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Quotes from poachers:

“I just wanted to send my first-born child to school so that he could get an education and be different from me. I wanted him to have the opportunity which I was denied as a child.”

“What attracted me most is that they were living a good life, they had nice houses, and they could afford anything they wanted, whenever they wanted it. I wished for that. One day I went to the tavern with a person who poaches rhinos. We met some other people there. The way they were behaving made me look like I am not man enough because I couldn’t afford what they could. I was turned into a laughingstock in my community.”

“But you know, if I were working, I would not have gone and done this. It’s just sometimes when you are in [a] tough situation; you resort to desperate measures.”

Who are the poachers feeding the illegal wildlife trade and what motivates them? These are fundamental questions that should shape the policies surrounding the fight against illegal wildlife trade but are often dismissed or overlooked. Calling for increased security measures and harsher sentences is the inevitable rallying cry but understanding what motivates a person to enter the world of wildlife crime is equally vital. Now a new report by TRAFFIC investigates the driving factors of poaching activities and how policymakers might go about addressing them, introducing a more nuanced perspective of the first step in the trade in animal parts.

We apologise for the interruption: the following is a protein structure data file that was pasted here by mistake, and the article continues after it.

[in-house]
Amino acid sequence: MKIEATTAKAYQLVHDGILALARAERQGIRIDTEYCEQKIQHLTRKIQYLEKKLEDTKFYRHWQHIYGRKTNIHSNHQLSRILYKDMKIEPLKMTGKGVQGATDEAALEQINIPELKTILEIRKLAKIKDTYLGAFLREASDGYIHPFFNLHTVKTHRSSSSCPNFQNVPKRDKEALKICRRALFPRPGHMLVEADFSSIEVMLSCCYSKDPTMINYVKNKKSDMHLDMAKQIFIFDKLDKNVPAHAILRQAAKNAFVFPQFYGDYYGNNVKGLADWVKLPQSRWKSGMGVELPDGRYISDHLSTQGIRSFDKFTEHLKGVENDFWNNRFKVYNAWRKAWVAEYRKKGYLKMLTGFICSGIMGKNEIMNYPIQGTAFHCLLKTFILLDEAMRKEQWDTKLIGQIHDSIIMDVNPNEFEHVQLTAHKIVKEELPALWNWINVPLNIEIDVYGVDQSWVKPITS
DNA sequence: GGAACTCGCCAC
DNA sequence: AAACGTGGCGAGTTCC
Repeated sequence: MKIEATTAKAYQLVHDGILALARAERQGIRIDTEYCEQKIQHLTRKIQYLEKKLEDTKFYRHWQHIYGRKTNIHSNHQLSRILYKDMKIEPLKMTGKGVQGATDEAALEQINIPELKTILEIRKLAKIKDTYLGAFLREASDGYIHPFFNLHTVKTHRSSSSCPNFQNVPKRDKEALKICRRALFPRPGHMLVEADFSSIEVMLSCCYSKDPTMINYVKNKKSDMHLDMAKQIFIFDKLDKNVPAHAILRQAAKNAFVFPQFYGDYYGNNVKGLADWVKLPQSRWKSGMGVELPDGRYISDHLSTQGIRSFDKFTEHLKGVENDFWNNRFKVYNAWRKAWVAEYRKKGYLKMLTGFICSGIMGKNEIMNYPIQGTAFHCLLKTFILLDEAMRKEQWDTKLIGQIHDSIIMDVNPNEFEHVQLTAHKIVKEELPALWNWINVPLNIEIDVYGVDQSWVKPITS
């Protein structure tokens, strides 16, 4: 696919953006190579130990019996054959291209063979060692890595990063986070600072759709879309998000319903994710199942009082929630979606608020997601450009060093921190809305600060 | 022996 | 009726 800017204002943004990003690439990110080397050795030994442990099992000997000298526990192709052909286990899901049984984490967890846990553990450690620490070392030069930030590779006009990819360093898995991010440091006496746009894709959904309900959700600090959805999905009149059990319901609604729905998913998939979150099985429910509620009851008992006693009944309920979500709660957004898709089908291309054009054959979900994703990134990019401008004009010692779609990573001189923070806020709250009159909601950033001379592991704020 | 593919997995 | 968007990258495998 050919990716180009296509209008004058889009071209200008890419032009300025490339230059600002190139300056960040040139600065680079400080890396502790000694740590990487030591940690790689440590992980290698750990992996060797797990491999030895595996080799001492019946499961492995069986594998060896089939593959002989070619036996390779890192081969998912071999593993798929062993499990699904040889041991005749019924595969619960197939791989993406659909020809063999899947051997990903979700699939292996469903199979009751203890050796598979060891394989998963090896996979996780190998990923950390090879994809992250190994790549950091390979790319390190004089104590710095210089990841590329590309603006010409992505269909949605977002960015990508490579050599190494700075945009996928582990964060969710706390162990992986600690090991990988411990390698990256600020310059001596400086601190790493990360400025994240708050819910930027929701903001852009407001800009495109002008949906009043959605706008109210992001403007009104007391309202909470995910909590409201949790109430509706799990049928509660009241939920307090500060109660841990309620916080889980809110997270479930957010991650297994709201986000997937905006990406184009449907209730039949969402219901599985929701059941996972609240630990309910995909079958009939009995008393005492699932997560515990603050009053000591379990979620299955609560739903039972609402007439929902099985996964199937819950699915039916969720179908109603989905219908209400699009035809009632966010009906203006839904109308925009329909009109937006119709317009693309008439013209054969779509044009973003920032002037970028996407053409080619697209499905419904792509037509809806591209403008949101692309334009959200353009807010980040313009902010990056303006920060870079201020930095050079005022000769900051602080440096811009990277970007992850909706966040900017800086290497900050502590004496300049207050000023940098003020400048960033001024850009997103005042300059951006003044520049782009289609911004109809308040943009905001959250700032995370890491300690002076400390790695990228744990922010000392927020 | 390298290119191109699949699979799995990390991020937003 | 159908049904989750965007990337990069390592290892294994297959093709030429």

The report indicates that over the past ten years in South Africa alone poachers have taken over 8,000 rhinoceros for their horns, illegally harvested 96 million abalone between 2000 and 2016, and that the illegal trade in cycads is considered the main threat to their survival in the wild. TRAFFIC’s investigation focussed on incarcerated individuals convicted of crimes in the illegal wildlife trade (mostly poaching) in South Africa, a country considered to be key in the illicit trade in wildlife due to the role it plays as a source, transit and destination country. Of the 73 interviewed individuals, 54 were serving sentences for rhino-related offences, 10 for abalone related crimes and 9 for roles in the illegal cycad trade. Of those poachers interviewed:

  • 97% were male
  • 48% were South African (the remainder were Mozambican, Zimbabwean and Chinese)
  • 5% were aged between 29 and 35
  • 83% did not have secondary education
  • 38% were unemployed, and 36% had informal employment
  • 54% were influenced by peer pressure
  • 78% had at least one dependent
  • 66% had sufficient income to cover only the day-to-day basics of food, water, and shelter

The report goes on to identify several factors that emerged as a common thread during the interviews with poachers.